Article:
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ORIGINAL RESEARCH article

Front. Cell Dev. Biol., 07 December 2020 | https://doi.org/10.3389/fcell.2020.620164

Analysis of Cyclin-Dependent Kinase 1 as an Independent Prognostic Factor for Gastric Cancer Based on Statistical Methods

Xu Zhang1, Hua Ma1, Quan Zou2,3 and Jin Wu4*
  • 1School of Mathematics and Statistics, Southwest University, Chongqing, China
  • 2Institute of Fundamental and Frontier Sciences, University of Electronic Science and Technology of China, Chengdu, China
  • 3Hainan Key Laboratory for Computational Science and Application, Hainan Normal University, Haikou, China
  • 4School of Management, Shenzhen Polytechnic, Shenzhen, China

Objective: The aim of this study was to investigate the expression of cyclin-dependent kinase 1 (CDK1) in gastric cancer (GC), evaluate its relationship with the clinicopathological features and prognosis of GC, and analyze the advantage of CDK1 as a potential independent prognostic factor for GC.

Methods: The Cancer Genome Atlas (TCGA) data and corresponding clinical features of GC were collected. First, the aim gene was selected by combining five topological analysis methods, where the gene expression in paracancerous and GC tissues was analyzed by Limma package and Wilcox test. Second, the correlation between gene expression and clinical features was analyzed by logistic regression. Finally, the survival analysis was carried out by using the Kaplan–Meier. The gene prognostic value was evaluated by univariate and multivariate Cox analyses, and the gene potential biological function was explored by gene set enrichment analysis (GSEA).

Results: CDK1 was selected as one of the most important genes associated with GC. The expression level of CDK1 in GC tissues was significantly higher than that in paracancerous tissues, which was significantly correlated with pathological stage and grade. The survival rate of the CDK1 high expression group was significantly lower than that of the low expression group. CDK1 expression was significantly correlated with overall survival (OS). CDK1 expression was mainly involved in prostate cancer, small cell lung cancer, and GC and was enriched in the WNT signaling pathway and T cell receptor signaling pathway.

Conclusion: CDK1 may serve as an independent prognostic factor for GC. It is also expected to be a new target for molecular targeted therapy of GC.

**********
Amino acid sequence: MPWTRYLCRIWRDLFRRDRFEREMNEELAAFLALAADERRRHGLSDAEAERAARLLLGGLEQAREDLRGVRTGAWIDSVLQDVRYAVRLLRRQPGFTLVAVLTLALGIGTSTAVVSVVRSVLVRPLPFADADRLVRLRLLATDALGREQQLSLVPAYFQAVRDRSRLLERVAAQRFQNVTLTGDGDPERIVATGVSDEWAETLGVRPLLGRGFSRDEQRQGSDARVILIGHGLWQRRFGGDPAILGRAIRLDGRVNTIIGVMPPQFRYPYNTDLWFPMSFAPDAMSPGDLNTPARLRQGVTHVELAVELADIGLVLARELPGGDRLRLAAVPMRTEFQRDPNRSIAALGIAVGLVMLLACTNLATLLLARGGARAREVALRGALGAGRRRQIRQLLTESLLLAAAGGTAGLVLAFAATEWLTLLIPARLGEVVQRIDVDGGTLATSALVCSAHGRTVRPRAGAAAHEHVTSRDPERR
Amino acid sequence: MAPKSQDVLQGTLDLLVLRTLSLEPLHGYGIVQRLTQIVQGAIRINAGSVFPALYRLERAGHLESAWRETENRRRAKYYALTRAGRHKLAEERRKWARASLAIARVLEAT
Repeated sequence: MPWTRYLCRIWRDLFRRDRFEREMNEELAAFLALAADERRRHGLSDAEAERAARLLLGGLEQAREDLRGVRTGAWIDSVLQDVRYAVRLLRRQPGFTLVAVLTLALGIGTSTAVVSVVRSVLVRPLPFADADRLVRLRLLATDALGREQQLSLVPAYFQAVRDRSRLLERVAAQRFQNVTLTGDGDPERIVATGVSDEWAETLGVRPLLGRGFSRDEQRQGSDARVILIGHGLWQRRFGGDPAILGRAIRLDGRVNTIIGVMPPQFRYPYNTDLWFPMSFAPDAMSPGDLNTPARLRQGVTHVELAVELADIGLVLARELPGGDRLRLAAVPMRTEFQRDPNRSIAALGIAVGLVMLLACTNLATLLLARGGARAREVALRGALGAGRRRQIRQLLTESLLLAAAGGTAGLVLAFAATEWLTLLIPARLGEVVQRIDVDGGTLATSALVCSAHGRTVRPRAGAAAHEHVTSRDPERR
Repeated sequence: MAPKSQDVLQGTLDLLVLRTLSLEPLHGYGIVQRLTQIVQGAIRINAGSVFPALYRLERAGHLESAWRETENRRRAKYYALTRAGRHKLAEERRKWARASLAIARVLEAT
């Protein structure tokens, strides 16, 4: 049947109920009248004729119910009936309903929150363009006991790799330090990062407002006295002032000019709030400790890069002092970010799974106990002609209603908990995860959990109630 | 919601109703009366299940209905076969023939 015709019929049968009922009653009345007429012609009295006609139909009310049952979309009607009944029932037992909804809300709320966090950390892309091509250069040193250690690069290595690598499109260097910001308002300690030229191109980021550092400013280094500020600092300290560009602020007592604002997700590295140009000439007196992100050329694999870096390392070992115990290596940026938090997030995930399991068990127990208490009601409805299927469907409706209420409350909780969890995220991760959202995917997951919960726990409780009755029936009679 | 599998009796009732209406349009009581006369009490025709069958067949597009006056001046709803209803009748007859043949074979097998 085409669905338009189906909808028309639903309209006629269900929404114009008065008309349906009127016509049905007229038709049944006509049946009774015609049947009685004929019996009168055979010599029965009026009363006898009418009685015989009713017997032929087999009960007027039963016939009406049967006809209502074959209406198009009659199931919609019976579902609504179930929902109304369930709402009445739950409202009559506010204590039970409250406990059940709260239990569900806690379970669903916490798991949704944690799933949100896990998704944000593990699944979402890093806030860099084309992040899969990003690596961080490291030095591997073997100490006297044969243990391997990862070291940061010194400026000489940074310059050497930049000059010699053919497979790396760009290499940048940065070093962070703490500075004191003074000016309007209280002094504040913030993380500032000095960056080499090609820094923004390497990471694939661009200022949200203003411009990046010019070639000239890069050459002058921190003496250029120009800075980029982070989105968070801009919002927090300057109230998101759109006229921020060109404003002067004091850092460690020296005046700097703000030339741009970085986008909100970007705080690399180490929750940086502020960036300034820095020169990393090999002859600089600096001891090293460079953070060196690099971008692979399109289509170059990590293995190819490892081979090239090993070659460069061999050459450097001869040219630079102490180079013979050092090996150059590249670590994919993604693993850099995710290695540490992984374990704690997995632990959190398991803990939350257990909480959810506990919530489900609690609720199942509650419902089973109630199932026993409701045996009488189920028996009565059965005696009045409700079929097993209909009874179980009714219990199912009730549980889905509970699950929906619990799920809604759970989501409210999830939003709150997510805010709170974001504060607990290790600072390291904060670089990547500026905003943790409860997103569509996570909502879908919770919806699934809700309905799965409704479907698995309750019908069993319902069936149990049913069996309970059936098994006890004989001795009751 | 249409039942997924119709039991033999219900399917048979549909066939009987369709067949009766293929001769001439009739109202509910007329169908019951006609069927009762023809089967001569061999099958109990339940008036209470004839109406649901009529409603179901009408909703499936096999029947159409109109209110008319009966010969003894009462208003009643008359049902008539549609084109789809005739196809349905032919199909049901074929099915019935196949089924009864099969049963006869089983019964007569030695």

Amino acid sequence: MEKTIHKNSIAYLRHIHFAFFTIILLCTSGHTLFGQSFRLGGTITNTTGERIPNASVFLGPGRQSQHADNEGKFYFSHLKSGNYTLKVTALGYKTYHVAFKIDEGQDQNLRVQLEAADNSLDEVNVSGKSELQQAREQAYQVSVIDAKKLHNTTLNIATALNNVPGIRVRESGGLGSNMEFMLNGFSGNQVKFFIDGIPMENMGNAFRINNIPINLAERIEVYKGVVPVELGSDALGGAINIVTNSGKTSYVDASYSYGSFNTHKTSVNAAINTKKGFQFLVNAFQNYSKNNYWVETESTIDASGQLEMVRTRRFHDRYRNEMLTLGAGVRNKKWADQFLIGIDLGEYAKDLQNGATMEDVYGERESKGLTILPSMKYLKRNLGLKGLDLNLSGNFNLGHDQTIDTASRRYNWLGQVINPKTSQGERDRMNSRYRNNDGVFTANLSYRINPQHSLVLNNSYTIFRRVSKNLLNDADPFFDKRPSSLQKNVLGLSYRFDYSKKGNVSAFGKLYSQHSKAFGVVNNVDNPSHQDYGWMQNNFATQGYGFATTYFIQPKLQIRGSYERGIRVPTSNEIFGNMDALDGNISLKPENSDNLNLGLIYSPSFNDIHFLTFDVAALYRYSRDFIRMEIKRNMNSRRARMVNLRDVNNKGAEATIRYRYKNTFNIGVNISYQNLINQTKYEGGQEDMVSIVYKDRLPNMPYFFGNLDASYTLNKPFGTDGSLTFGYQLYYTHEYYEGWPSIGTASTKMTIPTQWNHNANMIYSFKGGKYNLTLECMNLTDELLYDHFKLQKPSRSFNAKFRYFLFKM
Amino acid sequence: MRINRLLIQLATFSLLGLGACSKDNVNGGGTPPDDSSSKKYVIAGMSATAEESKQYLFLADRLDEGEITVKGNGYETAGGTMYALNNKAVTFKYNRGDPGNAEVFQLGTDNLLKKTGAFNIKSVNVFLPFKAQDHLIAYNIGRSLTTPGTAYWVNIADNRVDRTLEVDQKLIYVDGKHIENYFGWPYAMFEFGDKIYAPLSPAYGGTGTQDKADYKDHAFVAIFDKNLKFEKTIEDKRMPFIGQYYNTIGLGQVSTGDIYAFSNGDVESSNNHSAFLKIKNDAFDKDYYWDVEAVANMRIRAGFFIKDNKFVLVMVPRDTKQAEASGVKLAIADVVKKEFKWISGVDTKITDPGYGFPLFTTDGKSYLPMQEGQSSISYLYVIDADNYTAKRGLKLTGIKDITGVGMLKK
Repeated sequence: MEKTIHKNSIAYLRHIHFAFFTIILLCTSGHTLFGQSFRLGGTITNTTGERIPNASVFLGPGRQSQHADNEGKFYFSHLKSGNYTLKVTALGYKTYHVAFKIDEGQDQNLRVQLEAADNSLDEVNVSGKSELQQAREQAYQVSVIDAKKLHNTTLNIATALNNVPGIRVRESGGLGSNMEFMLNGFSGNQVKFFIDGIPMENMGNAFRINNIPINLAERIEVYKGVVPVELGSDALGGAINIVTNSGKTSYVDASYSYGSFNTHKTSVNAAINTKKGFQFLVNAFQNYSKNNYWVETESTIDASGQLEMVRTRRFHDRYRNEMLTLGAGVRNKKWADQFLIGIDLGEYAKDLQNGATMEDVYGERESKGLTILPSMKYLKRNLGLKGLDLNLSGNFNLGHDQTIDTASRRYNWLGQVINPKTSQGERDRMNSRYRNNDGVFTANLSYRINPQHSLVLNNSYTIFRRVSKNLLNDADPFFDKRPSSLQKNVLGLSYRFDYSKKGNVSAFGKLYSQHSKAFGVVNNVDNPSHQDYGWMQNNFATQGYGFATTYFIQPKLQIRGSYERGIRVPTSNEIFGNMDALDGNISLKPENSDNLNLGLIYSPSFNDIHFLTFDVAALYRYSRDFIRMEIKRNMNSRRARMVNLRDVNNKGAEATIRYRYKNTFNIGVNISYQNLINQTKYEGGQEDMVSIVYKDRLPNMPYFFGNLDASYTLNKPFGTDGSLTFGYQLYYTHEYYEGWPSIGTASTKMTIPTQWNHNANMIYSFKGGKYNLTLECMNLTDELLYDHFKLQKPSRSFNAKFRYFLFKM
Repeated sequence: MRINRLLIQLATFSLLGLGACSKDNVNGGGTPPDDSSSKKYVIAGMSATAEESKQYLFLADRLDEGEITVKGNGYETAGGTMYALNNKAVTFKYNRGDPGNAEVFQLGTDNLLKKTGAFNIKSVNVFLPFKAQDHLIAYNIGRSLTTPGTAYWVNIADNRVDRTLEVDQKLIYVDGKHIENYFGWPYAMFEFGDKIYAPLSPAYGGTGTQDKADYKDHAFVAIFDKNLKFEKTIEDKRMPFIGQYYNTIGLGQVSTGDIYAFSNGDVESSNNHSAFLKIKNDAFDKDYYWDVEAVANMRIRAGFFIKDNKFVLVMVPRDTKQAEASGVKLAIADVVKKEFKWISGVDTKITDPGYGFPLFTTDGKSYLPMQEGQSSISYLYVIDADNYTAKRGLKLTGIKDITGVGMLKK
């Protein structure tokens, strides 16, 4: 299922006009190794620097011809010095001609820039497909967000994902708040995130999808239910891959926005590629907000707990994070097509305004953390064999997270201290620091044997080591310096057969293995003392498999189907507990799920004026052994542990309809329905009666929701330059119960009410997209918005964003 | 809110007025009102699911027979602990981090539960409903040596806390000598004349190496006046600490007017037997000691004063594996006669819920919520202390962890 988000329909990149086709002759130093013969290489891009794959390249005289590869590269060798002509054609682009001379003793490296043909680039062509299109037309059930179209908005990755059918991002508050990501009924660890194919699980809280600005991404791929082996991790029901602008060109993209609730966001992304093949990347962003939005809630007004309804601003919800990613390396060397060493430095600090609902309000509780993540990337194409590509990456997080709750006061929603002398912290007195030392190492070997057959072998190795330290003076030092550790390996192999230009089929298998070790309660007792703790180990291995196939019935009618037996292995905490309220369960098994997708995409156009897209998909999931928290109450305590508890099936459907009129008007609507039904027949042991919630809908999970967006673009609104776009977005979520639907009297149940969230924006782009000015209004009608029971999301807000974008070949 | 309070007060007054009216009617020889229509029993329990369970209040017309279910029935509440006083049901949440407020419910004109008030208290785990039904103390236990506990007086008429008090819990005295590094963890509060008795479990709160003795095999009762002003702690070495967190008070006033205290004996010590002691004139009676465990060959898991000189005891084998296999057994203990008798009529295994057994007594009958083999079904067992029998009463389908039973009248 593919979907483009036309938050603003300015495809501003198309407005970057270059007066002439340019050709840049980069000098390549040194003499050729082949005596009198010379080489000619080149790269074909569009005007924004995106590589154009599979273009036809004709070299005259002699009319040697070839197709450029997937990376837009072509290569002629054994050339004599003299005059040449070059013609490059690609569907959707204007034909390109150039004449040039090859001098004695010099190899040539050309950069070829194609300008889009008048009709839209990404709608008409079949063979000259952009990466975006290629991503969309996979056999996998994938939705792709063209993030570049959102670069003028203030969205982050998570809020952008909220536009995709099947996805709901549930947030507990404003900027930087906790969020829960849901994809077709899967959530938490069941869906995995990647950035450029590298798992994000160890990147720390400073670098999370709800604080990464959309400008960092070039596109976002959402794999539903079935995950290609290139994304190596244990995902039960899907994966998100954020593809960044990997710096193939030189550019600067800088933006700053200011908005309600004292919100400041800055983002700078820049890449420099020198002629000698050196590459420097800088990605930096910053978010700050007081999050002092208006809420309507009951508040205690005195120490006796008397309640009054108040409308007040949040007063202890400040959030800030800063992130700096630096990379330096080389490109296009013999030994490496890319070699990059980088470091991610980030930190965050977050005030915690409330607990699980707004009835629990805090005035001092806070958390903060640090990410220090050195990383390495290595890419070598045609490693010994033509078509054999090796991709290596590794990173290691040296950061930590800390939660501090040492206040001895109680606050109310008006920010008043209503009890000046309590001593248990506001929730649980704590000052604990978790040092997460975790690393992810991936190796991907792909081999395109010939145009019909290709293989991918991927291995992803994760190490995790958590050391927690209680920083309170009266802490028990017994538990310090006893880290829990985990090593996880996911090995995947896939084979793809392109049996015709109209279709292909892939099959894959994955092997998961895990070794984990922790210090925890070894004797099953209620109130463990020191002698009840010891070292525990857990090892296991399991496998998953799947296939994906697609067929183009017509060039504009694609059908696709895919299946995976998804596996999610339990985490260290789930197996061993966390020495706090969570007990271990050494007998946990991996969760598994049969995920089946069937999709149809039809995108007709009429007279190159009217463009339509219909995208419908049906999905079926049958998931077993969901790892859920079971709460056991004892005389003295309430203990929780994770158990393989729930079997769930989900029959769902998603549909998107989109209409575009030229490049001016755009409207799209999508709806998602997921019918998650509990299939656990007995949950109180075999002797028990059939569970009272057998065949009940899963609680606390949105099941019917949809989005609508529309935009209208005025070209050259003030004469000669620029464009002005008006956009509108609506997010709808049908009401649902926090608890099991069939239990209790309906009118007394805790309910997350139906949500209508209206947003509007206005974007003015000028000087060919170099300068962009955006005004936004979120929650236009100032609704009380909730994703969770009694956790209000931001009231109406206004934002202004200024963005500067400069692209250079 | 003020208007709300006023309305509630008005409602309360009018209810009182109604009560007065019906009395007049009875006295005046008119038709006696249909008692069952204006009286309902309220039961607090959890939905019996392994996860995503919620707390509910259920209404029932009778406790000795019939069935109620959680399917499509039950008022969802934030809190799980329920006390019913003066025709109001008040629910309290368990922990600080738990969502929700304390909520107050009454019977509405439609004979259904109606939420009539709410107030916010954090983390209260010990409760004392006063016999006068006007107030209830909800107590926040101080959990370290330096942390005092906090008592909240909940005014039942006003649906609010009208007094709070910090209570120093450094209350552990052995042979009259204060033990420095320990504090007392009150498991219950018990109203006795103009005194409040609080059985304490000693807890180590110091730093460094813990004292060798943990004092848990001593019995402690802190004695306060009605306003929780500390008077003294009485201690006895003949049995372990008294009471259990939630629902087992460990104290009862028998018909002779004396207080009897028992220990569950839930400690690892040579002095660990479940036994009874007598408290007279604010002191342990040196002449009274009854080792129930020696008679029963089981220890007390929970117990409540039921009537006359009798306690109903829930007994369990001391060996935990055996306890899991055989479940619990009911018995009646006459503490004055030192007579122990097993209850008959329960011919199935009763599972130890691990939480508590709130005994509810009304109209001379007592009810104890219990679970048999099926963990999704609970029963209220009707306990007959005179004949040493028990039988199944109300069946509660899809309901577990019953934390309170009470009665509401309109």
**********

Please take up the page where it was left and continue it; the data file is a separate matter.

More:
Background

Gastric cancer (GC) is a very common malignant tumor, and its prognosis is relatively poor. In 2015, it was found that the incidence rate of GC was second in all cancers (Chen et al., 2015; Lin et al., 2019; Mottini et al., 2019). Due to the hidden nature of the disease, the early symptoms are not obvious. Most of patients were in the advanced stage at the time of treatment, and the 5-year overall survival (OS) rate was only 28.3% (Siegel and Naishadham, 2012). GC was prone to lymph node metastasis and had strong invasive ability (Cutsem et al., 2015). At present, many studies have focused on identifying new biomarkers for early diagnosis and prognosis prediction of GC (Verma and Sharma, 2018; Ji et al., 2019; Li et al., 2019; Ma et al., 2019; Zheng et al., 2019). However, no widely accepted biomarkers have been found. Therefore, it is very important to identify effective biomarkers for the diagnosis and prognosis of GC (Zou et al., 2016; Zeng et al., 2017, 2018; Zhang et al., 2017; Tang et al., 2018; Xu et al., 2018, 2019).

Cyclin-dependent kinase 1 (CDK1) gene is a cyclin kinase, which can lead to malignant cell proliferation after activation (Ling et al., 2013). It was shown that CDK1 had a positive regulatory effect on the cell cycle of GC, and that its abnormal activation was involved in the malignant transformation of GC. Fu et al. focused on the relationship between the expression of CDC25A and CDK1 and lymph cancer patients. They found that CDC25A and CDK1 were highly expressed in GC tissues with lymph nodes and lowly expressed in GC without lymph nodes. Wang et al. revealed that the high expression of Cyclin B2 and CDK1 in GC patients may indicate that the biological ability of tumor invasion was strong and was related to the low OS rate of patients. Gao et al. (2014) investigated that the downregulation of CDK1 and cyclin B1 expression contributed to oridonin-induced cell cycle arrest at the G2/M phase and growth inhibition in SGC-7901 GC cells. However, so far, no study has proposed and tested CDK1 as an independent prognostic factor for GC, and the molecular mechanism of CDK1 in GC is still unclear. Therefore, the aim of this study is to explore the advantages of CDK1 as an independent prognostic factor for GC from the point of view of statistics and bioinformatics.

In this paper, CDK1 was selected by the intersection of five topological analysis methods in CytoHubba plug-in. The expression of CDK1 in paracancerous tissues and GC tissues was compared, and its correlation with clinical features was studied by non-parametric test. Then, we investigated the prognostic value of CDK1 from analyzing the correlation of its expression with OS by univariate and multivariate Cox analyses and explored the potential biological function of CDK1 using the gene set enrichment analysis (GSEA).

Materials and Methods

Dataset